Palette of Perspectives: Diminuendo’s Art Gallery

Diminuendo Magazine hosted a gallery event, giving students a space to share their visual and poetic art.

The glossy pages of Diminuendo Magazine sit in modest, wire newsstands across campus, hidden in plain sight.

The student-run magazine — which publishes once a semester — fuses literary and visual media, including poems, photography and graphic illustrations. Diminuendo’s co-president Adrian Ackert said highlighting student works was the driving force behind the group’s first art gallery showing March 15. Gallery submissions were open to all students, including non-club members.

Previously, the group has hosted poetry nights, The Phoenix previously reported. The art gallery was a combination of the poetry event, allotting time for students to read their literary works.

Despite their efforts, low turnout with about 10 non-club members prompted the group to close the display an hour early. Ackert said she attributed this to the holiday weekend and lack of outreach to the English and the arts departments.

Co-president Evangelos Stavrou said one of the only interests he has maintained from childhood is creative writing. As a biology major, he said STEM and art aren’t mutually exclusive — Stavrou finds art to be not only a break from his studies but an extension of his scientific knowledge.

“You can make those parts connect,” Stavrou said. “I think there’s something really poetic about the way the world works.” 

Ackert said she hoped the gallery would help encourage students to submit their visual art projects since the magazine tends to receive more literary submissions. She said she attributes the low number of visual art submissions to the magazine’s difficulty communicating with the Fine Arts Department.

Noritaka Minami, the Director of Fine Arts, wrote in an email to The Phoenix that he is unaware of resistance within the department. Minami said he believes the department can share opportunities within the magazine if the information is provided to communication staff.  

Studio art minor and Diminuendo treasurer Meg Levesque said she is admittedly guilty of not submitting visual art to the magazine. 

“I’ll submit literary pieces, but my visual art pieces I get pretty self-conscious about,” Levesque said. “I think the more time you spend with a piece the less good you feel about it. It’s a weird thing.” 

Without the pressure of her art being put into print, Levesque said she was looking forward to using the gallery as an opportunity to show off many of her photography projects.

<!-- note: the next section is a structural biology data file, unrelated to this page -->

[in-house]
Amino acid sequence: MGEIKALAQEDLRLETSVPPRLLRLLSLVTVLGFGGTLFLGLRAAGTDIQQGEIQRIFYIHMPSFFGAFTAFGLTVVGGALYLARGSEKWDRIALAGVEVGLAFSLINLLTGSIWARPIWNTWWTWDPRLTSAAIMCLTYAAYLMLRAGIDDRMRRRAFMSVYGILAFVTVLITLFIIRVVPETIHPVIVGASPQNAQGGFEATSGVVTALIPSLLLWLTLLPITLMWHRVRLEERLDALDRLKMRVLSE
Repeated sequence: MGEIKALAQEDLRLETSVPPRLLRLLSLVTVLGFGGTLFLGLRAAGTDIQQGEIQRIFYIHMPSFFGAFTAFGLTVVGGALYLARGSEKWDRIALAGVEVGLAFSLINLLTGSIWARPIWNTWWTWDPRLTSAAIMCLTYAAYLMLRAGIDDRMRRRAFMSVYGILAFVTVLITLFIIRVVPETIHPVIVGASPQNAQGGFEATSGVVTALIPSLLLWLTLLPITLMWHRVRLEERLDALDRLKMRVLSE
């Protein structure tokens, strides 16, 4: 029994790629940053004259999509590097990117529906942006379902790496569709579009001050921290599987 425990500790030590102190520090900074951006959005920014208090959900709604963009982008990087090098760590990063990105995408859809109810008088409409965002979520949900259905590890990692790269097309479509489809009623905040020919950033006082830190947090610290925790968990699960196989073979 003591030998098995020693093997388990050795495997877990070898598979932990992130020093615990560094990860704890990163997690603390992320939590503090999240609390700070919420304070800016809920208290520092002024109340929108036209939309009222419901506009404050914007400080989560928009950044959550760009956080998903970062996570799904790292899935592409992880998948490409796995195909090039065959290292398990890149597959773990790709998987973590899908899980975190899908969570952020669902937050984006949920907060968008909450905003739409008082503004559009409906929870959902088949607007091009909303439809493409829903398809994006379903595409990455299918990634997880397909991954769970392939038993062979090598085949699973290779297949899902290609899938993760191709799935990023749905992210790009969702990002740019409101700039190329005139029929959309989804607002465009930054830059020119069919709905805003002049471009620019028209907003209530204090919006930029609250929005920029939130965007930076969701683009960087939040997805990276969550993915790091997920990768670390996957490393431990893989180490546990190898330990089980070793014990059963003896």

With double-exposed film, digital photos and collage work, Levesque’s work took up nearly half of the gallery space. Levesque said they prefer to experiment with a variety of mediums, capturing a sense of safety and freedom — a recurring theme in their work.

An accidental photobomb resulted in “Bliss” — a digital photo of a young girl running across a beach. Levesque said this is one of her favorite pieces because she was able to capture a “perfect moment” of childlike wonder and curiosity. 

Photography took the forefront at the gallery as Joseph Kosman lined the walls with black and white film series titled “советская женщина,” which translates to “Soviet woman.”

The political science major said the gallery was their first experience with Diminuendo since they previously didn’t know of the magazine’s existence. Kosman said they decided to share some of their art after receiving encouragement from a Diminuendo e-board member.

His film series depicts a subject in drag as they pour a glass of red wine. Each photo displays a stage into the ultimate descent of the subject pouring the wine onto themself. 

Kosman said his goal was to provide commentary on his Soviet heritage and the loss of Soviet culture he feels due to not living in the country and spending part of his childhood in China.

Evangelos Stavrou, co-president of Diminuendo, said the limited publication of the magazine is the result of time and low funding. Stavrou said he holds the university responsible for the club’s limited funds since Loyola required Diminuendo to switch from Fisheye Graphics to Warehouse Direct last year.

Stavrou said the change in printing companies resulted in increased production costs. He said Warehouse Direct charged $3,900 for 700 magazines in fall 2023 and Fisheye Graphic charged $2,800 for 600 magazines in fall 2022.

Neither publication responded to The Phoenix request on March 18 for comment on the change of printers and price differences.

The fourth-year student said he believes this switch was made because of Loyola’s personal financial interest instead of giving back to students and supporting the arts.

“I think the heads at Loyola are kind of corrupt and really focused on their own monetary gain,” Stavrou said. “The Loyola CEOs and boards of directors, they don’t always have the students’ best interests in mind and a lot of times we bear the brunt of that.”

Matthew McDermott, associate director of external communications, said Warehouse Direct is Loyola’s pre-qualified supplier and is expected to bring “increased efficiency and quality to the University,” McDermott wrote in an email to The Phoenix.

“Loyola University Chicago negotiates the best price and service agreements for specific goods and formulates the relationship with certain suppliers,” McDermott wrote. 

McDermott said these pre-qualified suppliers have familiarity with Loyola’s purchasing policies, making it easier to work with the supplier. 

Diminuendo Magazine accepts submissions from all Loyola students on a rolling basis. Submissions are accepted into the magazine by an anonymous general body vote.

Featured image by Allison Treanor / The Phoenix

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